Abuse-Case Physics Timing

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mcmonkey
Posts: 92
Joined: Fri Apr 17, 2015 11:42 pm

Abuse-Case Physics Timing

Post by mcmonkey » Sun Feb 12, 2017 12:35 pm

This is not my use case; this is my abuse case: I'm testing the limits of some features while working on related things.

I spawned 10,000 sphere-shape entities into a BEPU World that, aside from the spheres, consists of a /humongous/ static box for them to all land on.

The stats for how that went confuse me:
Pre-Spawn: Frame time is 15ms due to random things running including BEPU itself
Spawn: World freezes for about a second, ms frame time spike momentarily
After the freeze ends: about 30-50 ms times
landing on the box: another freeze, shorter, about 500ms frame time
Idling afterwards: ... about 30-50 ms times


Do you see my question here?

How is that free falling spheres x10k has the same frame time approximates as fully idling spheres?

I checked earlier to confirm that they were all deactivating properly (which is a checking operating that takes 10ms minimum in itself), which they were, quite rapidly, after I applied settings like "DeactivationManager.MaximumDeactivationAttemptsPerFrame = 1000;" and some other adjustments.

So I'm wondering, why is a deactivated entity as heavy as an entity moving in freefall?
Surely the falling ones have to do some amount of motion tracing and calculations, and the deactivated ones can do nothing at all (potentially even be removed from the list of things that need ticking?)

Norbo
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Re: Abuse-Case Physics Timing

Post by Norbo » Sun Feb 12, 2017 10:30 pm

Physics time is dominated by collision detection and resolution. Integrating positions is usually very cheap in comparison. While falling, the majority of the time is probably being spent in the broad phase collision detection phase since there are no or few active collision pairs. When objects go to sleep, the broad phase is still forced to consider them- new collision pairs are how objects get activated.

Any reduction in cost from not doing position updates is also probably going to be outweighed by the more stressful configuration in the broad phase when everything is in collision- it will tend to traverse all the way to the leaf nodes more often.

As usual, v2 changes things here. One of the major design goals of v2 is to be able to handle worlds with extreme numbers of static and inactive objects without choking, because it's a pretty common pattern for large open world games. The overhead of additional statics or deactivated objects in v2 should be similar to the overhead of having an additional triangle in a StaticMesh in v1 (that is, logarithmic and basically irrelevant).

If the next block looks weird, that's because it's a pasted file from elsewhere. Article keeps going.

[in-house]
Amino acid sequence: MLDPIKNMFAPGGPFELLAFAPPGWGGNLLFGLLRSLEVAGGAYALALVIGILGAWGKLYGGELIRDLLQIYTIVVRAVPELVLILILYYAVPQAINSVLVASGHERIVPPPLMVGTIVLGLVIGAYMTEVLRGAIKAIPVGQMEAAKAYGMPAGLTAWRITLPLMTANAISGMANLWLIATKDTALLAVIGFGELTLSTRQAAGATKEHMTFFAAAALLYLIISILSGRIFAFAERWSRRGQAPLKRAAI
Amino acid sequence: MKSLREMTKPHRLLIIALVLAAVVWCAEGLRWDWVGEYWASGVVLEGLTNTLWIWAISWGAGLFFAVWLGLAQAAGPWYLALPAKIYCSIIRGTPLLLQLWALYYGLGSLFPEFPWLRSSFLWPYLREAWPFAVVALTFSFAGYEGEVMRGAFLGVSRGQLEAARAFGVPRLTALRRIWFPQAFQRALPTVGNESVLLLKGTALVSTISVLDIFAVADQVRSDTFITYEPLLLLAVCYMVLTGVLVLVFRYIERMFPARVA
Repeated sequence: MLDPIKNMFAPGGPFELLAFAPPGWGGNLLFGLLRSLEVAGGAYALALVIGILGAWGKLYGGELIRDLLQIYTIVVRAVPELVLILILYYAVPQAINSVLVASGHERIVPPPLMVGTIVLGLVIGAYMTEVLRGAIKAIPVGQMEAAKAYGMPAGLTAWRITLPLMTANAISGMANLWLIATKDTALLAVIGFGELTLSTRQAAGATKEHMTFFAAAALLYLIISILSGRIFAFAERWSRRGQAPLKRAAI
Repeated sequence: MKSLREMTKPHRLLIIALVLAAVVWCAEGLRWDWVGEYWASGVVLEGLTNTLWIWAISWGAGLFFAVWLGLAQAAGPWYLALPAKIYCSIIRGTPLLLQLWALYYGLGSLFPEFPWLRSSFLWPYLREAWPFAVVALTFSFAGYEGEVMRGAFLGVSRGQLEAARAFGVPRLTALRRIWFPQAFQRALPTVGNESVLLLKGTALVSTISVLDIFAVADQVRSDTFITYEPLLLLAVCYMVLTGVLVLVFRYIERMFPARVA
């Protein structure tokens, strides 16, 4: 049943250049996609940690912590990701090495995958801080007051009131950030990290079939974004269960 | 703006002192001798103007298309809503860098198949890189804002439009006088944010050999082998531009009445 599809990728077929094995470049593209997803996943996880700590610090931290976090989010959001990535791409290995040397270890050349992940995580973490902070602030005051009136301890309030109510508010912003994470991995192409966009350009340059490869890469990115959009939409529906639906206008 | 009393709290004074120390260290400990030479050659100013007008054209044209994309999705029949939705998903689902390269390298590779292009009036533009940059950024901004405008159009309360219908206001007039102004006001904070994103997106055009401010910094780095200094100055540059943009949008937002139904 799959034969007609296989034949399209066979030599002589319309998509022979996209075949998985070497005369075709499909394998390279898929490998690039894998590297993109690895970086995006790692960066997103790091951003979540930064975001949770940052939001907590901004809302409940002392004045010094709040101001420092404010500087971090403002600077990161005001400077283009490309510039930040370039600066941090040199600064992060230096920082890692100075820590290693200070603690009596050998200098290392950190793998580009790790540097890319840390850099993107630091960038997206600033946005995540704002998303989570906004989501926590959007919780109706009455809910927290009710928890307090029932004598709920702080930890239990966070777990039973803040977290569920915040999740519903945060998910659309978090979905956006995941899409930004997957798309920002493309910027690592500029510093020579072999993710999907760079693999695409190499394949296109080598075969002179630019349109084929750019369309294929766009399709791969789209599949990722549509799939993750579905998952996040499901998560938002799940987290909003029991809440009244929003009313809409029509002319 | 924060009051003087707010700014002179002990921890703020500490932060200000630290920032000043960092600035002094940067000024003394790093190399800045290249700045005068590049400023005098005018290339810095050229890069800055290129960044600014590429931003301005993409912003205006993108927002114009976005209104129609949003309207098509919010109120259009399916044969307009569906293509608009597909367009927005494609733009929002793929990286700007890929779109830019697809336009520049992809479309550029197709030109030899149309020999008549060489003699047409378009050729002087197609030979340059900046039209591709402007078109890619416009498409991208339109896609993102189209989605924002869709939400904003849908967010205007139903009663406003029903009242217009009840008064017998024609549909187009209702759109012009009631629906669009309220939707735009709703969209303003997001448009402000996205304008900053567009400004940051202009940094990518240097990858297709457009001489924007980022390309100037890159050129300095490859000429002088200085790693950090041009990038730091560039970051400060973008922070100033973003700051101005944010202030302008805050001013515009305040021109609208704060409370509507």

(As a sidenote, 30-50ms is really high for the described simulation. On my 3770K with multithreading, I see physics times of ~4ms in freefall, ~5ms while inactive. If you're running on a device or configuration that you expect to be 5-10 times slower than a 3770K using multithreading, it might be normal, but otherwise there could be some fixable performance problem or the cost is somewhere else.)
landing on the box: another freeze, shorter, about 500ms frame time
A lot of this is probably creating enough collision pairs for all the new collisions. If you ever run into this in a 'real' application, you could probably reduce the hiccup by preallocating collision pairs at launch by doing something like:

Code: Select all

NarrowPhaseHelper.Factories.BoxSphere.EnsureCount(16384);
NarrowPhaseHelper.Factories.SphereSphere.EnsureCount(16384);

mcmonkey
Posts: 92
Joined: Fri Apr 17, 2015 11:42 pm

Re: Abuse-Case Physics Timing

Post by mcmonkey » Mon Feb 13, 2017 6:48 am

I'm testing on a i7-4710HQ, so I would imagine there is indeed something going wrong in my simulation setup...

This isn't my primary project by the way; I'm doing a side-project using Unity with a friend.

Unity reports 15ms empty, 30-50ms idle, and throughout it all, render time nearly nonexistent because it's just rendering whichever low-poly spheres are directly in view.

Actually, now that I think about it... my times are /way/ too high compared to yours. Because: you probably simulated "correctly", IE 60 framerate physics assumption (default config)

I, on the other hand, chose to test with:

Code: Select all

            PhysicsWorld.TimeStepSettings.TimeStepDuration = UnityEngine.Time.deltaTime;
            PhysicsWorld.Update(UnityEngine.Time.deltaTime);
When I disable this bit of genius (comment out the first line), my times go up to 300-400ms/frame. (200 ms/frame if I disable CCD)

I can sure with 80% surety that the lag is in the physics calculations somewhere... (I can simulate this many objects in view with BEPU disabled for them, and it's near lagless)